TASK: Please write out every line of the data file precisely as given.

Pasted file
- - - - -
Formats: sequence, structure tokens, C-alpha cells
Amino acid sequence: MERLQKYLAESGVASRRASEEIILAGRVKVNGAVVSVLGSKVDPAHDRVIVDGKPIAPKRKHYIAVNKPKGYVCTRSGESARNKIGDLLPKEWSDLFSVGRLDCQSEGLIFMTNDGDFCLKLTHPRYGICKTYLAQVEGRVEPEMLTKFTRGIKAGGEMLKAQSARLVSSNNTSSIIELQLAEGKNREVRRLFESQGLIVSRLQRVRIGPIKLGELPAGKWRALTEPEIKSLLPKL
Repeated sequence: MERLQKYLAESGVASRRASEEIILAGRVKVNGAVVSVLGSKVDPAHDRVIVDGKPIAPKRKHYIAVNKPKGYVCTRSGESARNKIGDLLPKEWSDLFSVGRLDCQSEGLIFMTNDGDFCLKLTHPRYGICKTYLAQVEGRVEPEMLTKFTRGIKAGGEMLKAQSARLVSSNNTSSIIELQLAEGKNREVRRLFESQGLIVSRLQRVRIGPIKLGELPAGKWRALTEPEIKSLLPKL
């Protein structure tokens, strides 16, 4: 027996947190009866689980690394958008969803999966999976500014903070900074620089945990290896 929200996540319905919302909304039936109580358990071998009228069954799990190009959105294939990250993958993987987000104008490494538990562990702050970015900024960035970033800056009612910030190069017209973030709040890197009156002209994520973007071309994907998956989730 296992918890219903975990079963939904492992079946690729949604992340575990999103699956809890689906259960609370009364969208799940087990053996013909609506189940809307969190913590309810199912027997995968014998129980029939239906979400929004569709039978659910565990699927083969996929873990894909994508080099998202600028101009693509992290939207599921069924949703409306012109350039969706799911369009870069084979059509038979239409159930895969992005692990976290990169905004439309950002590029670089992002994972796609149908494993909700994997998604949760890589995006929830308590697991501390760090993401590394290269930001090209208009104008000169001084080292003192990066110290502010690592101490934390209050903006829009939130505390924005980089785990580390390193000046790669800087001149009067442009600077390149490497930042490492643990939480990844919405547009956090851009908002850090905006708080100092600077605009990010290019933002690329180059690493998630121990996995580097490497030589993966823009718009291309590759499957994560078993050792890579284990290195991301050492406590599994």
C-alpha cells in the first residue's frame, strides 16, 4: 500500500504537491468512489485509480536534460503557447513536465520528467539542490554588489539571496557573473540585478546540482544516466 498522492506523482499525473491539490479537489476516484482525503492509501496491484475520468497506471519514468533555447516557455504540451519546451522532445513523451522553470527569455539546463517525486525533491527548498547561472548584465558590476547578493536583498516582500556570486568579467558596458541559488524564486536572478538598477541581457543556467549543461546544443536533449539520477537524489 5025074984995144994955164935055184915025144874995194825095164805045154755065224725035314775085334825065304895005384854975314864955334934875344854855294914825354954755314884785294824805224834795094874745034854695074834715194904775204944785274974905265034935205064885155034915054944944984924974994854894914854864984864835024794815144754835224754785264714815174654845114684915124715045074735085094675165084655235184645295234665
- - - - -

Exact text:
Formats: sequence, structure tokens, C-alpha cells
Amino acid sequence: MERLQKYLAESGVASRRASEEIILAGRVKVNGAVVSVLGSKVDPAHDRVIVDGKPIAPKRKHYIAVNKPKGYVCTRSGESARNKIGDLLPKEWSDLFSVGRLDCQSEGLIFMTNDGDFCLKLTHPRYGICKTYLAQVEGRVEPEMLTKFTRGIKAGGEMLKAQSARLVSSNNTSSIIELQLAEGKNREVRRLFESQGLIVSRLQRVRIGPIKLGELPAGKWRALTEPEIKSLLPKL
Repeated sequence: MERLQKYLAESGVASRRASEEIILAGRVKVNGAVVSVLGSKVDPAHDRVIVDGKPIAPKRKHYIAVNKPKGYVCTRSGESARNKIGDLLPKEWSDLFSVGRLDCQSEGLIFMTNDGDFCLKLTHPRYGICKTYLAQVEGRVEPEMLTKFTRGIKAGGEMLKAQSARLVSSNNTSSIIELQLAEGKNREVRRLFESQGLIVSRLQRVRIGPIKLGELPAGKWRALTEPEIKSLLPKL
């Protein structure tokens, strides 16, 4: 027996947190009866689980690394958008969803999966999976500014903070900074620089945990290896 929200996540319905919302909304039936109580358990071998009228069954799990190009959105294939990250993958993987987000104008490494538990562990702050970015900024960035970033800056009612910030190069017209973030709040890197009156002209994520973007071309994907998956989730 296992918890219903975990079963939904492992079946690729949604992340575990999103699956809890689906259960609370009364969208799940087990053996013909609506189940809307969190913590309810199912027997995968014998129980029939239906979400929004569709039978659910565990699927083969996929873990894909994508080099998202600028101009693509992290939207599921069924949703409306012109350039969706799911369009870069084979059509038979239409159930895969992005692990976290990169905004439309950002590029670089992002994972796609149908494993909700994997998604949760890589995006929830308590697991501390760090993401590394290269930001090209208009104008000169001084080292003192990066110290502010690592101490934390209050903006829009939130505390924005980089785990580390390193000046790669800087001149009067442009600077390149490497930042490492643990939480990844919405547009956090851009908002850090905006708080100092600077605009990010290019933002690329180059690493998630121990996995580097490497030589993966823009718009291309590759499957994560078993050792890579284990290195991301050492406590599994």
C-alpha cells in the first residue's frame, strides 16, 4: 500500500504537491468512489485509480536534460503557447513536465520528467539542490554588489539571496557573473540585478546540482544516466 498522492506523482499525473491539490479537489476516484482525503492509501496491484475520468497506471519514468533555447516557455504540451519546451522532445513523451522553470527569455539546463517525486525533491527548498547561472548584465558590476547578493536583498516582500556570486568579467558596458541559488524564486536572478538598477541581457543556467549543461546544443536533449539520477537524489 5025074984995144994955164935055184915025144874995194825095164805045154755065224725035314775085334825065304895005384854975314864955334934875344854855294914825354954755314884785294824805224834795094874745034854695074834715194904775204944785274974905265034935205064885155034915054944944984924974994854894914854864984864835024794815144754835224754785264714815174654845114684915124715045074735085094675165084655235184645295234665